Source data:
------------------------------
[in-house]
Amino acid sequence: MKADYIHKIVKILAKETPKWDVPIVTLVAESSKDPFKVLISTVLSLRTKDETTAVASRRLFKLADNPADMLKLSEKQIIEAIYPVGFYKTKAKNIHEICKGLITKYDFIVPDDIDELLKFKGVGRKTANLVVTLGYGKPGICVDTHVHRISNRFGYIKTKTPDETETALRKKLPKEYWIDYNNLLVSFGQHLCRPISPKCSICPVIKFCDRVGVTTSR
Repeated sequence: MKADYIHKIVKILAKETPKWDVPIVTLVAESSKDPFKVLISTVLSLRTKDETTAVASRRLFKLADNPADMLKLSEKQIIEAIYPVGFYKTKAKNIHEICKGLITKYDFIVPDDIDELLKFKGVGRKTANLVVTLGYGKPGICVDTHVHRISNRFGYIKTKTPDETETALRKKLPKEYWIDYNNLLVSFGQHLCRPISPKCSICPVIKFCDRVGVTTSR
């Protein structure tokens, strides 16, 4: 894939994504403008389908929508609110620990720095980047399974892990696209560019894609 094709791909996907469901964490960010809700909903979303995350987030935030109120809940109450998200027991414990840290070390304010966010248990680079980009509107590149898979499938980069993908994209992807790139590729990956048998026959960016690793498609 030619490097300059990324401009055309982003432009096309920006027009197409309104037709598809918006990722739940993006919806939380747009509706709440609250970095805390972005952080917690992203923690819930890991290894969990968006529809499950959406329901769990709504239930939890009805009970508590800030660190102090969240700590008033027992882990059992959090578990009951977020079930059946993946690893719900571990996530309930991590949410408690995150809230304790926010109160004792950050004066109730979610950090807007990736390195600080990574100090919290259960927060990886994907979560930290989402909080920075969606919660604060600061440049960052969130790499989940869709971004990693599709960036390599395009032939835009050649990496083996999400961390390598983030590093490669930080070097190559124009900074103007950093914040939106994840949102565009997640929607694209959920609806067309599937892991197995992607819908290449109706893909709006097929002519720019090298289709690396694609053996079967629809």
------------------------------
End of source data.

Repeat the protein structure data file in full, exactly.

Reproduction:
[in-house]
Amino acid sequence: MKADYIHKIVKILAKETPKWDVPIVTLVAESSKDPFKVLISTVLSLRTKDETTAVASRRLFKLADNPADMLKLSEKQIIEAIYPVGFYKTKAKNIHEICKGLITKYDFIVPDDIDELLKFKGVGRKTANLVVTLGYGKPGICVDTHVHRISNRFGYIKTKTPDETETALRKKLPKEYWIDYNNLLVSFGQHLCRPISPKCSICPVIKFCDRVGVTTSR
Repeated sequence: MKADYIHKIVKILAKETPKWDVPIVTLVAESSKDPFKVLISTVLSLRTKDETTAVASRRLFKLADNPADMLKLSEKQIIEAIYPVGFYKTKAKNIHEICKGLITKYDFIVPDDIDELLKFKGVGRKTANLVVTLGYGKPGICVDTHVHRISNRFGYIKTKTPDETETALRKKLPKEYWIDYNNLLVSFGQHLCRPISPKCSICPVIKFCDRVGVTTSR
């Protein structure tokens, strides 16, 4: 894939994504403008389908929508609110620990720095980047399974892990696209560019894609 094709791909996907469901964490960010809700909903979303995350987030935030109120809940109450998200027991414990840290070390304010966010248990680079980009509107590149898979499938980069993908994209992807790139590729990956048998026959960016690793498609 030619490097300059990324401009055309982003432009096309920006027009197409309104037709598809918006990722739940993006919806939380747009509706709440609250970095805390972005952080917690992203923690819930890991290894969990968006529809499950959406329901769990709504239930939890009805009970508590800030660190102090969240700590008033027992882990059992959090578990009951977020079930059946993946690893719900571990996530309930991590949410408690995150809230304790926010109160004792950050004066109730979610950090807007990736390195600080990574100090919290259960927060990886994907979560930290989402909080920075969606919660604060600061440049960052969130790499989940869709971004990693599709960036390599395009032939835009050649990496083996999400961390390598983030590093490669930080070097190559124009900074103007950093914040939106994840949102565009997640929607694209959920609806067309599937892991197995992607819908290449109706893909709006097929002519720019090298289709690396694609053996079967629809």